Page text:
The Golden Key will start reading submissions for Issue 4 soon. Fourth issue already! The theme calls for HUNGRY THINGS. I am very excited about this issue’s object.

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Happy 2014!

Hey, Happy New Year!

Writing goals for this year: Risk more—no mercy! Finish draft 1! And, don’t fall off the write every day wagon!

In reading news, things I’ve read lately: This thoughtful review of my friend Carlea Holl-Jensen’s wonderful piece, “The Hollow”, The Miraculous Journey of Edward Tulane by Kate DiCamillo, and The Color Master: Stories by Aimee Bender (still reading this one).

In writing news: I made my first pro sale of 2014 this week to Suddenly Lost in Words, a YA short fiction publication. “Ascension” will appear in Volume 4.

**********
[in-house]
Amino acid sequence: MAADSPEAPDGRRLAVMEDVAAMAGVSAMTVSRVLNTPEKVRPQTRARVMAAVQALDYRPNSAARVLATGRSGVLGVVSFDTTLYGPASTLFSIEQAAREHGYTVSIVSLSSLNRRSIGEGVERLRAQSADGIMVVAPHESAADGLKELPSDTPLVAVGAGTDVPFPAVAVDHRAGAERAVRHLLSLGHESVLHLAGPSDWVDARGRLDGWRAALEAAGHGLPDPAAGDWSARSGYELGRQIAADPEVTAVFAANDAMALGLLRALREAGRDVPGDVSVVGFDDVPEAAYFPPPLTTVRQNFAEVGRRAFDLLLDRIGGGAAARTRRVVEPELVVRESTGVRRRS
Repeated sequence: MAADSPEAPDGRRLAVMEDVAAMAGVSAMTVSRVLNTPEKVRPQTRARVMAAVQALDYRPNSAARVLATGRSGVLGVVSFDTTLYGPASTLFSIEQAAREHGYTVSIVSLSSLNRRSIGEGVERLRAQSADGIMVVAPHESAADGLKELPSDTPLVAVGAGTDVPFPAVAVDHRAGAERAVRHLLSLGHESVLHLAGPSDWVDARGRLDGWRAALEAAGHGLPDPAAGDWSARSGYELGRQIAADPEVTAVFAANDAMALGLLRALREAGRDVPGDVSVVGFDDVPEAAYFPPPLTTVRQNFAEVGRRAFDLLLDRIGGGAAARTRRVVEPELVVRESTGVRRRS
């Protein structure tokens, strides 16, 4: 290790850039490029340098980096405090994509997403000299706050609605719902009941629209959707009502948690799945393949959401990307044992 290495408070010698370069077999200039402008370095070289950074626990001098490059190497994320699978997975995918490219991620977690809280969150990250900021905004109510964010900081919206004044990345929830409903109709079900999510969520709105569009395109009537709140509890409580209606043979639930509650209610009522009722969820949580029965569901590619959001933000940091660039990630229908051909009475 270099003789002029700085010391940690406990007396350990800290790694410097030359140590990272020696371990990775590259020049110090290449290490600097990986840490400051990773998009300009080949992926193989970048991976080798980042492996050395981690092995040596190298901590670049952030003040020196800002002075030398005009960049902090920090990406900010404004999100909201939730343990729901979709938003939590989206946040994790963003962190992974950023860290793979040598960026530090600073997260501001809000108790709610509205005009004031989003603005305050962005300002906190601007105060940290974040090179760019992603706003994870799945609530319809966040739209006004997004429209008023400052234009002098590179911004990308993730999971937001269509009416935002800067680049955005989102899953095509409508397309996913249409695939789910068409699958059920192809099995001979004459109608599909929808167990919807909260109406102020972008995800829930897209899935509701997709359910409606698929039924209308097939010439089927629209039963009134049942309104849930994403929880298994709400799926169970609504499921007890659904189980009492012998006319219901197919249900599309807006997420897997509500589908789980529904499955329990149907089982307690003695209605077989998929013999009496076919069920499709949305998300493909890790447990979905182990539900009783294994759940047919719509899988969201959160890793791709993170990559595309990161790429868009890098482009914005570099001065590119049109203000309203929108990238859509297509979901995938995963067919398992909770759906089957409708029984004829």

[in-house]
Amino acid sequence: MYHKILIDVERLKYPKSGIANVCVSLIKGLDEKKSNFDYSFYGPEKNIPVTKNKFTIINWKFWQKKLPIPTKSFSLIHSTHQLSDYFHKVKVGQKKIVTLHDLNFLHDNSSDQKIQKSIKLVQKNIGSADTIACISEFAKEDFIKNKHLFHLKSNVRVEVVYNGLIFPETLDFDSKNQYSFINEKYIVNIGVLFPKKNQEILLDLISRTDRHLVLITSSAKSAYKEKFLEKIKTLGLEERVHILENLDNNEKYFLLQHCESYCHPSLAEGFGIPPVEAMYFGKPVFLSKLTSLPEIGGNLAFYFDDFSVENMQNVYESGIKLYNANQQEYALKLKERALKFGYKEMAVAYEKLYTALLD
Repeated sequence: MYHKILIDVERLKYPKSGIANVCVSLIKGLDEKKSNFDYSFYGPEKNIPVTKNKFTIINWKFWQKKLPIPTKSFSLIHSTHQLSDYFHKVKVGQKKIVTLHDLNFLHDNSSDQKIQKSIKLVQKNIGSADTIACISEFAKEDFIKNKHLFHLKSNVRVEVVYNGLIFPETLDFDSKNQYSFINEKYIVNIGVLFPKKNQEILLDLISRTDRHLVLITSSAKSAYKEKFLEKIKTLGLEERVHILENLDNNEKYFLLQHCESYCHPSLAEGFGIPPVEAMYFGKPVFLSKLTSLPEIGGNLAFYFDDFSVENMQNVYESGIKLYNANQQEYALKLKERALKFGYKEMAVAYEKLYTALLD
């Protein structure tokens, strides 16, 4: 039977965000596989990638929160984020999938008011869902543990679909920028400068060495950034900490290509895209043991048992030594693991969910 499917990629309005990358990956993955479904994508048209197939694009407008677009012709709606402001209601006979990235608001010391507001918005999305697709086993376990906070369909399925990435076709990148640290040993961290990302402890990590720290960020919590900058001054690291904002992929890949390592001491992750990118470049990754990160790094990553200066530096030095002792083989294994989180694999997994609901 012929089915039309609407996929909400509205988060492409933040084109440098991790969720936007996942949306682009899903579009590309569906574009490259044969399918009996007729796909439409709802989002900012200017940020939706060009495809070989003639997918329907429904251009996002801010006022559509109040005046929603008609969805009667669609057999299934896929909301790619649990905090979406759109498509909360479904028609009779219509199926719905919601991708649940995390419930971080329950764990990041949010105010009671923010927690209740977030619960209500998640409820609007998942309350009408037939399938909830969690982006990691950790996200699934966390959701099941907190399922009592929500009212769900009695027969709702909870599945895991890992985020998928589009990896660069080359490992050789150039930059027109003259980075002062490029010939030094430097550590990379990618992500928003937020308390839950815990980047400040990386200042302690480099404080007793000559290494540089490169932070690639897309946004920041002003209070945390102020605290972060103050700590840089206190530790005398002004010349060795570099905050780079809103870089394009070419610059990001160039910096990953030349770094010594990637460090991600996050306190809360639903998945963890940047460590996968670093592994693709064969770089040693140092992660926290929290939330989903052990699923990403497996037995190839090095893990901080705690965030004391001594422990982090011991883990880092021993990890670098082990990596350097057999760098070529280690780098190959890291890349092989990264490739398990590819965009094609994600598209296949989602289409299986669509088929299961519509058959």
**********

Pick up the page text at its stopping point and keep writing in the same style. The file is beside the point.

My short story, “Model Home” has been made available online at New Haven Review! Print edition is forthcoming in early February.

A review of NANO Fiction 7.1 makes a nice mention of my included piece.

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Friday Fiction: “Gargoyle”

This week’s Friday Fiction:

Isabel and I grew up in the village near Tivoli. I brought her oranges I stole from the Cardinal’s trees. She rolled her eyes at my crime but ate the fruit. I’d wanted to be a sculptor since I was a child. When I carved a rose the size of my palm to give to her, a sliver of stone flew into my right eye and carved it out. Well, I still had one eye and the feeling in two hands and heart.

“Gargoyle” by Cezarija Abartis on Burrow Press Review

My flash piece “Security” is up at First Stop Fiction! Here’s the first line: “The soldiers who came for us had their orders in the form of stamped papers out in their hands.”

Liz mailed me a wonderful surprise from New York: a stack of books, including Bram Stoker’s Dracula, which I’ve never read, updated with JRM on the cover. Thanks, Liz! You made my week!